Jack Quirk

In 2015, twenty-one young people, many of them acting through guardians, a non-profit organization called Earth Guardians, and climate scientist Dr. James E. Hansen, serving as guardian for future generations as well as his granddaughter, filed a lawsuit in the United States District Court, District of Oregon, against the federal government (Kelsey Cascadia Rose Juliana, et al., vs. United States of America, et al., Case No. 6:15-cv-01517-TC), alleging “that, through the governments affirmative actions in causing climate change, it has violated the youngest generation’s constitutional rights to life, liberty, and property, as well as failed to protect essential public trust resources.” The National Association of Manufacturers, the American Fuel & Petrochemical Manufacturers, and the American Petroleum Institute were later granted permission to intervene in the action. The plaintiffs’ first amended complaint requests the court to “order Defendants to cease their permitting, authorizing, and subsidizing of fossil fuels and, instead, move to swiftly phase out CO2 emissions, as well as take such other action as necessary to ensure that atmospheric CO2 is no more concentrated than 350 ppm by 2100, including to develop a national plan to restore Earth’s energy balance, and implement that national plan so as to stabilize the climate system.” More… 

Unjust Killing is Murder: the Cruise Missle Attack On Syria and the Just War Doctrine
Doran Hunter
I
Barely 48 hours after the release of sarin gas in Idlib, Syria, the US military launched Tomahawk cruise missiles at a Syrian airbase, substantially damaging the base, and killing both military personnel and civilians. From his Mar-a-Lago resort, Trump declared, citing no evidence, that there “can be no dispute that Syria used banned chemical weapons, violated its obligations under the Chemical Weapons Convention and ignored the urging of the U.N. Security Council.”

Just hours after the poison gas incident, again with absolutely zero proof, mainstream media outlets were already condemning Bashar al-Assad for the attack, becoming willing instruments in the propaganda offensive for war that had so humiliatingly flagged in 2013 in the wake of the almost certainly bogus claims of chemical weapons use by Assad in Ghouta. More…  


A Just War Doctrine Reminder Regarding Syria
Jack Quirk 

Now there are different opinions extant on who is responsible for the chemical attack that gave rise to this U.S. response, many of them out of proportion to the access to actual intelligence information available to the proponents. And while the use of chemical weaponry on the part of Bashar al-Assad seems like an astonishingly irrational act of snatching defeat from the jaws of victory at this point in the Syrian civil war, we do ourselves a disservice if we use that incongruity to avoid seeking the proper application of Catholic teaching to the situation at hand with the assumption that the U.S. position on what took place is the correct one. The question is, simply put: if the Syrian regime attacked its own citizens with chemical weapons, is a military response on the part of the United States justifiable under the Catholic just war doctrine? More...

Subsidiarity and the Single Payer
Jack Quirk 

One criticism of going to a single-payer healthcare system is that it would violate the principle of subsidiarity. Now from the standpoint of Catholic social teaching that is a devastating critique if it is true, since subsidiarity is an essential aspect of the Church’s social doctrine. We cannot simply ignore it. So it is worthwhile to look at both the principle of subsidiarity and the single-payer concept to determine if the two are really in conflict. More…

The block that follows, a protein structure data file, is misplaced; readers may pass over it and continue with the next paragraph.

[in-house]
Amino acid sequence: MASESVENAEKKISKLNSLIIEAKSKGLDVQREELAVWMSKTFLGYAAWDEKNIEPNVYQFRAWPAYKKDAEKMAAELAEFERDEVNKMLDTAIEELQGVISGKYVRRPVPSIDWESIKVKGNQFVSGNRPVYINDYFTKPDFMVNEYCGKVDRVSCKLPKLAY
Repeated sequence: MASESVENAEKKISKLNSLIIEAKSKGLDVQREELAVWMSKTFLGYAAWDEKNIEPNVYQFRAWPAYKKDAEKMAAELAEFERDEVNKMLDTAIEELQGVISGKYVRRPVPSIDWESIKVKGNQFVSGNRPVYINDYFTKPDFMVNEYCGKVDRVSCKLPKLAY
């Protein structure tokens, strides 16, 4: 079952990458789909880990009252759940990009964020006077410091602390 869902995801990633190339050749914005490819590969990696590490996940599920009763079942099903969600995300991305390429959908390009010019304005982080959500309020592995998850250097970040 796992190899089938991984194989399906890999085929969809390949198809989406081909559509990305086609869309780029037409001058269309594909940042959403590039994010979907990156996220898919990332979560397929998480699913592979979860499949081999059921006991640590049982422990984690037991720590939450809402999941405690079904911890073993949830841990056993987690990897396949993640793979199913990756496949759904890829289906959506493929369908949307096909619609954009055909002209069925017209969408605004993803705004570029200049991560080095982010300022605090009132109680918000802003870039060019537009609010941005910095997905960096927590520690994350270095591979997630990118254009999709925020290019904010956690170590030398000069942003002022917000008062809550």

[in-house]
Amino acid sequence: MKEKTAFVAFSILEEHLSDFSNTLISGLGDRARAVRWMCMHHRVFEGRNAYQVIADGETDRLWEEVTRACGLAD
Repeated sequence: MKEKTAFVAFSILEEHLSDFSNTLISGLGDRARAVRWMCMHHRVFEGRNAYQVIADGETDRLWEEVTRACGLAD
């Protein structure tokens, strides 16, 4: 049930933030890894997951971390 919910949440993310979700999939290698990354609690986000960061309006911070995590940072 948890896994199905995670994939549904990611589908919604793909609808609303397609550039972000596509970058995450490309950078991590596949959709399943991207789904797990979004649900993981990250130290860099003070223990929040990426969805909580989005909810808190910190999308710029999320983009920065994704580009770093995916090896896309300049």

What Changed My Mind on the Individual Mandate
Julia Smucker

With a view to reviving nonpartisan examination of what is both right and wrong with the ACA, I offer here my own critical reflection on one aspect of it that I myself have come to rethink – not from the perspective of a policy wonk or an insurance expert, of which I am neither, but that of a language service provider who has had occasion to witness a sampling of particular situations in which the positive and negative effects of the ACA are manifest. More…



The Subsidiarity Case for Meals on Wheels
Jack Quirk

[O]ne feature of the Meals on Wheels program that hasn’t received a lot of attention is how much in keeping it is with the Catholic social teaching principle of subsidiarity. The word comes from the Latin subsidium, meaning help, support, or relief. It has a military connotation, referring to reinforcement, or reserve troops. Applied to economic, political, and social questions, it means that the State is to step in where needed, and not otherwise. More…



Less is Not More
Jack Quirk

The Congressional Budget Office’s (CBO) cost estimate of the American Health Care Act (AHCA), the proposed Republican replacement of the Affordable Care Act (ACA), is out. The estimate was a joint effort of the CBO and the Joint Committee on Taxation (JCT). Unsurprisingly, the “CBO and JCT estimate that enacting the legislation would reduce federal deficits by $337 billion over the 2017-2026 period.” Of course, the “largest savings would come from reductions in outlays for Medicaid and from the elimination of the Affordable Care Act’s (ACA’s) subsidies for nongroup health insurance.” In other words, the savings will come from expenditures targeted toward getting health coverage for those who would otherwise be unable to afford it. More…





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